Loved your comment on my blog - perhaps you are bonkers, but in the nicest possible way!

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  4. PS: Just looked at that group photo again and got one of those unmistakeable voice-overs from Pathe News... you know the ones, upper middle class English male voice - "The workforce at the Halifax factory of John Mackintosh and Sons are justly proud of their brand new sweetwrapping machine.. etc etc."

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  5. Wouldn't it be nice if youngsters today could serve an apprenticeship, like we did?

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  6. On First Inspection, I Dont Recognise Any Of The Crew.But, Halifax being a smallish Place I bet I have some slight connection with them.
    Have you show this photo on The Old Halifax Pagebook Page? I bet they could come up with a few names!
    I pity the poor bloke (or Lass)who had to polish that contraption!

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  7. Your dad is handsome. He was probably treated well by employers, something that tends to spur one to both pride of job and loyalty. Sadly, the employers of today behave as if we're all cogs, and most are simply trying to hang on to their shirts.

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  8. A wonderful photo and story to go with it. Great to preserve the memory and keep it alive. The machinery looked so complicated back them so he was a clever man to learn it. I feel he was also quite proud of his accomplishment.You should be proud, as I am sure you are.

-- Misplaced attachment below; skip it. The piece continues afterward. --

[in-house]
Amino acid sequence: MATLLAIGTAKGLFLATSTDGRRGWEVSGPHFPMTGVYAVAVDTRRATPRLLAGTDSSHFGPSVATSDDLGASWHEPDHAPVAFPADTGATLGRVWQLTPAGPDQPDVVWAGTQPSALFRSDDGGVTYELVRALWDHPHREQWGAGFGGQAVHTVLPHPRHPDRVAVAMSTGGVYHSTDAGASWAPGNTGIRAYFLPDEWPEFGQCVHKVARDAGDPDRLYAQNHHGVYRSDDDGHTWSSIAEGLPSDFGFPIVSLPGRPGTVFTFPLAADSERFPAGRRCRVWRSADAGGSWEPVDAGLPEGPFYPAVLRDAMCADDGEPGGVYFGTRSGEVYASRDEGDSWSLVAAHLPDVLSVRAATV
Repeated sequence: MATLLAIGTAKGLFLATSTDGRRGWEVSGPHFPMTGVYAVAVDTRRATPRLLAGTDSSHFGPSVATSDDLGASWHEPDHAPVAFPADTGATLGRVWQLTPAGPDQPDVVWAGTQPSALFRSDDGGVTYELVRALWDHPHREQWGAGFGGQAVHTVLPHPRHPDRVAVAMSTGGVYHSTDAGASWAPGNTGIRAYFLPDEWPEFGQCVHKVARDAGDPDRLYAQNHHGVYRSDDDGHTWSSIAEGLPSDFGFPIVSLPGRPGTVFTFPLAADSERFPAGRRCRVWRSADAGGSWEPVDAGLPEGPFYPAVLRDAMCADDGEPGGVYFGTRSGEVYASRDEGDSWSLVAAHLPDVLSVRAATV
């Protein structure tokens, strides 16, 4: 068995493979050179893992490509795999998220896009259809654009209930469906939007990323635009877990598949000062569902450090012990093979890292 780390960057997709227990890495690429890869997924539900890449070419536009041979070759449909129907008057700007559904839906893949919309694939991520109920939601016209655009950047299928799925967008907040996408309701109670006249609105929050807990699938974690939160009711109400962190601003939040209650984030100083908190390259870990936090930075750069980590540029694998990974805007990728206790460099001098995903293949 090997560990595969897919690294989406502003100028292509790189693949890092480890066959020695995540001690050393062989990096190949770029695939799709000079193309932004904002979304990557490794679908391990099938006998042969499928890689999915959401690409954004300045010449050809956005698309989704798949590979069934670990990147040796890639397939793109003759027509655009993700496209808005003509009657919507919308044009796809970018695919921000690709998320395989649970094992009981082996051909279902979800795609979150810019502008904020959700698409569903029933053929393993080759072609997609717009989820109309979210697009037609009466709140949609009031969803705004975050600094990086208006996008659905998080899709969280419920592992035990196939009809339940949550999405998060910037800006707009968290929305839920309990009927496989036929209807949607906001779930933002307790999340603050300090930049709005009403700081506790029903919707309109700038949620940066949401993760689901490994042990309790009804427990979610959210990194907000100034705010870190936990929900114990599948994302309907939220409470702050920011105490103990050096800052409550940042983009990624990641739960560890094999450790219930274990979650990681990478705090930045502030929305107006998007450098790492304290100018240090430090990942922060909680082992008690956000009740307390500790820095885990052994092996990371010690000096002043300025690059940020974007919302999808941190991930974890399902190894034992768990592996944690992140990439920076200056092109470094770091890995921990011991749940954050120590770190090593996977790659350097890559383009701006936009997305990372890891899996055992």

Well done.

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  9. Oh to hear that machine turn on and begin it's beeping and buzzing with lights all a dazzle on the panel. And now to think what that does fits in something the size of a grain of sand.

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  10. My father in law was a 'fitter and turner' I never really knew what that meant. Love that you've still got his old Union card tho. @ Chairman Bill . . you don't have apprenticeships where ever you are? Can't become a tradie without doing an apprenticeship in Australia.

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  11. hi alan,
    my brother finished his trade, i think 17 years ago and his trade certificate is framed, he also takes that old style pride in good workmanship, so it's not dead yet!

    i work for a small company that has been grown from a one man operation, our 2 labelling machines are old and second hand and there is not a day that passes that i dont wish we had a fitter to adjust it. the managers think that if they stare at it closely for a long time and fiddle about with a few allen keys and screwdrivers they can get the same result as an experienced fitter.

    what bollocks!

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  12. Your father looks a bit modest and very kind. Is this true? Yes, I do believe that is a cardboard drop in the back... -j